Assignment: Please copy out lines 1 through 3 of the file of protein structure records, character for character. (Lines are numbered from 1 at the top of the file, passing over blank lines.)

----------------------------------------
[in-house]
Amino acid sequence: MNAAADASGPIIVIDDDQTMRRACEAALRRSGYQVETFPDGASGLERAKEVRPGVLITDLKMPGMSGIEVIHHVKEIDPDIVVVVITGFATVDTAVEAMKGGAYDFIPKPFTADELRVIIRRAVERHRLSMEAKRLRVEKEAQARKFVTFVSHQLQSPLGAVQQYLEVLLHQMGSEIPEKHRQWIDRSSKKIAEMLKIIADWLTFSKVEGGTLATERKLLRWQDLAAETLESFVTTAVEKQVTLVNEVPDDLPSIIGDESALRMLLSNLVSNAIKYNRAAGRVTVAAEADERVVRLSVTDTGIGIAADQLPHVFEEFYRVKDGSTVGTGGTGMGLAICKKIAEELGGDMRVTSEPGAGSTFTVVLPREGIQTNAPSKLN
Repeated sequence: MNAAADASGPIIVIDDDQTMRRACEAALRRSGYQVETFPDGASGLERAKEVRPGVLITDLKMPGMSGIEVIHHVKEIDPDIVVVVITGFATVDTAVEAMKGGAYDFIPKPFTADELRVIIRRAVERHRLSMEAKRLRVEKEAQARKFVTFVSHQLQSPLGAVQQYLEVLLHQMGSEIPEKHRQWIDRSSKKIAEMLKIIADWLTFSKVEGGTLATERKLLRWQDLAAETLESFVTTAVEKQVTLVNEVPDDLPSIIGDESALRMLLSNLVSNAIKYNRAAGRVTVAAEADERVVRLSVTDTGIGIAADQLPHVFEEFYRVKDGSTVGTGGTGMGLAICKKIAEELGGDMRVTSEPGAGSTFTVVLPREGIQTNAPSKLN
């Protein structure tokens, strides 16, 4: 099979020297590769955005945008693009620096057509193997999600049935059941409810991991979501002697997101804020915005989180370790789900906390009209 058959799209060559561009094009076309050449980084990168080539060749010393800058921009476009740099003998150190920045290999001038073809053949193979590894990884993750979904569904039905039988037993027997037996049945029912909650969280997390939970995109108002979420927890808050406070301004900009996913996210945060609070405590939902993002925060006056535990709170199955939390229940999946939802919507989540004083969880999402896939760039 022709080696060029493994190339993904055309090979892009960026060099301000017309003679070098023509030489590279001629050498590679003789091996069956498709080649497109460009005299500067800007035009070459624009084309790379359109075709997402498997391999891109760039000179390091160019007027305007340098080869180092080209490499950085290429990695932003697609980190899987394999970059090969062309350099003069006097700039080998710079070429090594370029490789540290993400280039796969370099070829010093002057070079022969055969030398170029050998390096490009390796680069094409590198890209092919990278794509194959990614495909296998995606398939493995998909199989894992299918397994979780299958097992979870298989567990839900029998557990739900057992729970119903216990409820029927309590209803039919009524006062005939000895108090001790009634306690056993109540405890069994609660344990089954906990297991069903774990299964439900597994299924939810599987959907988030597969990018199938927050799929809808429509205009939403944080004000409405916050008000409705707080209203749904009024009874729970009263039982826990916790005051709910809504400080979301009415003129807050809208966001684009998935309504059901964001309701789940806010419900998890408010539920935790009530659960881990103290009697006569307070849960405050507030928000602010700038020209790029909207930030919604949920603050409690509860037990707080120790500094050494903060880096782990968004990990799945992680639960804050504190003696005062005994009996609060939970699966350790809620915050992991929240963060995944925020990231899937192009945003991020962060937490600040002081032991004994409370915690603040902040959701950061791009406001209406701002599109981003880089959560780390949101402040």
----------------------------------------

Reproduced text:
[in-house]
Amino acid sequence: MNAAADASGPIIVIDDDQTMRRACEAALRRSGYQVETFPDGASGLERAKEVRPGVLITDLKMPGMSGIEVIHHVKEIDPDIVVVVITGFATVDTAVEAMKGGAYDFIPKPFTADELRVIIRRAVERHRLSMEAKRLRVEKEAQARKFVTFVSHQLQSPLGAVQQYLEVLLHQMGSEIPEKHRQWIDRSSKKIAEMLKIIADWLTFSKVEGGTLATERKLLRWQDLAAETLESFVTTAVEKQVTLVNEVPDDLPSIIGDESALRMLLSNLVSNAIKYNRAAGRVTVAAEADERVVRLSVTDTGIGIAADQLPHVFEEFYRVKDGSTVGTGGTGMGLAICKKIAEELGGDMRVTSEPGAGSTFTVVLPREGIQTNAPSKLN
Repeated sequence: MNAAADASGPIIVIDDDQTMRRACEAALRRSGYQVETFPDGASGLERAKEVRPGVLITDLKMPGMSGIEVIHHVKEIDPDIVVVVITGFATVDTAVEAMKGGAYDFIPKPFTADELRVIIRRAVERHRLSMEAKRLRVEKEAQARKFVTFVSHQLQSPLGAVQQYLEVLLHQMGSEIPEKHRQWIDRSSKKIAEMLKIIADWLTFSKVEGGTLATERKLLRWQDLAAETLESFVTTAVEKQVTLVNEVPDDLPSIIGDESALRMLLSNLVSNAIKYNRAAGRVTVAAEADERVVRLSVTDTGIGIAADQLPHVFEEFYRVKDGSTVGTGGTGMGLAICKKIAEELGGDMRVTSEPGAGSTFTVVLPREGIQTNAPSKLN